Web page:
Computing the Central Tendency of Data
To find the median, arrange all the scores from least to greatest, and find the score in the middle. We use "n" to indicate the number of elements in a data set. If "n" is odd, then the median is the term in the (n+1)/2 position. If "n" is even, then the median is the average of the terms in positions (n/2) and (n/2)+1.
Consider the observations {8, 25, 7, 5, 8, 3, 10, 12, 9} First, since we are working by hand, we might wish to arrange the data in order from least to greatest. {3, 5, 7, 8, 8, 9, 10, 12, 25} It then becomes easy to
- arrange the scores in order from smallest to largest (ascending order)
- count the number of scores (determine n)
- if n is an odd number, then the median = the (n+1)/2 term; In this case, n=9; therefore, the median is the (9+1)/2=5 or the fifth term, which is 8, just like the mode. NOTE: Don't confuse the position of the term with the value of the term. The median in this example isn't 5, it is the fifth term when arranged in ascending order, which is 8.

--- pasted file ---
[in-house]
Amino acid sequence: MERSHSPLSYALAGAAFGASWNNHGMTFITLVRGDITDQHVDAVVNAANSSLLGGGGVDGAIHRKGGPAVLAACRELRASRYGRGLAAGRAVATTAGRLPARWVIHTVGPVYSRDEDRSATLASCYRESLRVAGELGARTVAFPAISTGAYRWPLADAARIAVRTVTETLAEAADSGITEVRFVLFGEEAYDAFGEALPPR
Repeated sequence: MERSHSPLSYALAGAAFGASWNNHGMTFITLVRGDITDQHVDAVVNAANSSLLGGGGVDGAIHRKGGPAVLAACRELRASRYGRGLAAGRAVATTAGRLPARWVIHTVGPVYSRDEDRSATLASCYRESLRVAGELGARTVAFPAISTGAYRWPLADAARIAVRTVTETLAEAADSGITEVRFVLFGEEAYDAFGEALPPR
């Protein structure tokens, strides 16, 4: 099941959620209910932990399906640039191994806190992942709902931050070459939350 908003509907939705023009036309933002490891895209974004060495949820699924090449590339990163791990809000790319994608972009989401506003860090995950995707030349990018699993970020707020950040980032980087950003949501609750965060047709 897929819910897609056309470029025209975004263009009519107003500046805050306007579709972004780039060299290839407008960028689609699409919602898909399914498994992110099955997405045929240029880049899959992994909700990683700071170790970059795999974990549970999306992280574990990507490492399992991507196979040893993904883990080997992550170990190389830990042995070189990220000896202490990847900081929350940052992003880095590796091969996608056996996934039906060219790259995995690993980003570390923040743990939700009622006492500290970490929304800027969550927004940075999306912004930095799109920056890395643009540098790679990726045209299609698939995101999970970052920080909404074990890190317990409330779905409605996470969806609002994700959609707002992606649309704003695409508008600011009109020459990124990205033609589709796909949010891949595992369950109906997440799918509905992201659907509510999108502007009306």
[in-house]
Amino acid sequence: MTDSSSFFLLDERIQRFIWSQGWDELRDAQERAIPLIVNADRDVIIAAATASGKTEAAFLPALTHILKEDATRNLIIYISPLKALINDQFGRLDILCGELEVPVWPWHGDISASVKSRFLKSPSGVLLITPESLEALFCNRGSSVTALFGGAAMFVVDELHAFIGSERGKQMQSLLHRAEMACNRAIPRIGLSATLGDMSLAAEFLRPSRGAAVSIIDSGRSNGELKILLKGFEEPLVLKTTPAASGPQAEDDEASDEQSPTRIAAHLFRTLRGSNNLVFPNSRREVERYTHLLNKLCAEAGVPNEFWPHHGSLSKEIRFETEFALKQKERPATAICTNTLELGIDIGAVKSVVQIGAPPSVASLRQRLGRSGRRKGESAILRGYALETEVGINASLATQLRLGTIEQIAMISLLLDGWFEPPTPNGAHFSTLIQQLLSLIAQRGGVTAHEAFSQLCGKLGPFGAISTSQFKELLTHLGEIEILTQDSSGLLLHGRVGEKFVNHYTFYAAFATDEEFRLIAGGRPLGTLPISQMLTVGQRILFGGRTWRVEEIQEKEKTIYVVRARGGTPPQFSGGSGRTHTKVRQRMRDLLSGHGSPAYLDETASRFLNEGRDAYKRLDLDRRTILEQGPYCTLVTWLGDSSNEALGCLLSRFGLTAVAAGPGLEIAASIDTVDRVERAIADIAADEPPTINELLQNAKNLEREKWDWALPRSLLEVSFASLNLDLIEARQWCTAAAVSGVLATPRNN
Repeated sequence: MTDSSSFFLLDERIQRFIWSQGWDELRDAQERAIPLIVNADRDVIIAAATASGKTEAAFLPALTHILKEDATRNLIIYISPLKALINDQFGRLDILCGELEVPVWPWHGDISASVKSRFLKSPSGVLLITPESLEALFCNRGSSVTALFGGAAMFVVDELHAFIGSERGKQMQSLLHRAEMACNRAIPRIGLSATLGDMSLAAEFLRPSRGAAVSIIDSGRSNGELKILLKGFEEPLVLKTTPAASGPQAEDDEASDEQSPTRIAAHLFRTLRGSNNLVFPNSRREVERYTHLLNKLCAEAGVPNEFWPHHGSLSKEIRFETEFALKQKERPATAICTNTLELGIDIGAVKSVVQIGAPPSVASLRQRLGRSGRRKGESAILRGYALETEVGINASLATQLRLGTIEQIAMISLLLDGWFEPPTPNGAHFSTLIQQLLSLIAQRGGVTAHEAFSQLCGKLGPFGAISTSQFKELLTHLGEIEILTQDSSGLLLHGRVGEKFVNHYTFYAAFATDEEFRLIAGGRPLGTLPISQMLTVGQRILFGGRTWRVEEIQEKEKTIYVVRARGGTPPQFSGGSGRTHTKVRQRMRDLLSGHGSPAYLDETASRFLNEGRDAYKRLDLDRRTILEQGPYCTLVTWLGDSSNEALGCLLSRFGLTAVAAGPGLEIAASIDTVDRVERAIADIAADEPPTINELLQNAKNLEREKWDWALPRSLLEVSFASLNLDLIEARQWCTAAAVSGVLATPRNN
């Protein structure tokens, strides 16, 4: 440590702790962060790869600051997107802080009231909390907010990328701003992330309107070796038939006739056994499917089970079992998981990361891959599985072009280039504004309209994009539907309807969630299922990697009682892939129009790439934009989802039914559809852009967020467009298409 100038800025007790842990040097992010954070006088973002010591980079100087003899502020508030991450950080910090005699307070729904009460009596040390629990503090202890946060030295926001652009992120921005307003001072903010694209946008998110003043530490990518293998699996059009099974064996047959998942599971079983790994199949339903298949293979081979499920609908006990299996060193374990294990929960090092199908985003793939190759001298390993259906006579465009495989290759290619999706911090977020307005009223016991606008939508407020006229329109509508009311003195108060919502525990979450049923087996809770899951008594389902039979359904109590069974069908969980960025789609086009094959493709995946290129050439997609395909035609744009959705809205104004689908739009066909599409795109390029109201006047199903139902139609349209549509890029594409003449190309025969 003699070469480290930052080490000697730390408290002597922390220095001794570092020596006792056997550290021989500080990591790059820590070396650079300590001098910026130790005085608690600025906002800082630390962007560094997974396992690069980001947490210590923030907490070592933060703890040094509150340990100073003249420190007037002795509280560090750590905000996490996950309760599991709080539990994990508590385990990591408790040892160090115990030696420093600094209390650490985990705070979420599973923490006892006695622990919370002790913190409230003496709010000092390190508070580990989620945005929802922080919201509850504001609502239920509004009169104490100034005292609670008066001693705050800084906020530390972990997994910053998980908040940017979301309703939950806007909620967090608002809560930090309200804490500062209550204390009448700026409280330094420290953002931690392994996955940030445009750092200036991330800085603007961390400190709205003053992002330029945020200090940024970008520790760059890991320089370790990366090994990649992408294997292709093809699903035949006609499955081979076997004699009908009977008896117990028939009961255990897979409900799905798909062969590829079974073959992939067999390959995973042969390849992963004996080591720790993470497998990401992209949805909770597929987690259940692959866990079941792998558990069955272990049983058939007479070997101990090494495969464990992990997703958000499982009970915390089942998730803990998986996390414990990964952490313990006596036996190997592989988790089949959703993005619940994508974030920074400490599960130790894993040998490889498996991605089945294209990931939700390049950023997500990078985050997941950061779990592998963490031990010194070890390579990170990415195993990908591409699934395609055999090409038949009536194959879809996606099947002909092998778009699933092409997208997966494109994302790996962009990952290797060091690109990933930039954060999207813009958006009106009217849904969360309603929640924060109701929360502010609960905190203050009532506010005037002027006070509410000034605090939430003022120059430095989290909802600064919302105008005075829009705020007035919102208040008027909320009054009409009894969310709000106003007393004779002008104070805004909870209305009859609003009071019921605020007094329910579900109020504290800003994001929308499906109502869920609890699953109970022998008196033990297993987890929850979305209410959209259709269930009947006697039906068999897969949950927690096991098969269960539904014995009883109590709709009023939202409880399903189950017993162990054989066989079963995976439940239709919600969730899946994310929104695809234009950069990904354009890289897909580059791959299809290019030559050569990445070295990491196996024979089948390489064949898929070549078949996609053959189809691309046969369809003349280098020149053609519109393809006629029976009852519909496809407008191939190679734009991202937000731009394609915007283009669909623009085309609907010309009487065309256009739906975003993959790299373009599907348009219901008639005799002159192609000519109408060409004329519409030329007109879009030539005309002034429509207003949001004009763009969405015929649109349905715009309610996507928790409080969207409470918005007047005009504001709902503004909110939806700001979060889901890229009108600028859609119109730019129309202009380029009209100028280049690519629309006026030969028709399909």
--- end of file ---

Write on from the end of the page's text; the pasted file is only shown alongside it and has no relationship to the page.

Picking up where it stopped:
- if n is an even number, then the median is the average of the n/2 term and the term that follows it, the (n /2)+1 term.
- count the number of scores (determine n),
- determine the sum of the scores by adding them,
- divide the sum by n.
Again, in this case n = 9 and the sum = 87; therefore, the mean = 87 / 9 = 9.67
In this example, the n is still 9, the mode is still 8, the median is still 8, but the mean = 107/9 = 11.89
Extreme scores in a set of data have a more pronounced effect on the mean than on the median. Copyright 1997 © T. Lee Willoughby |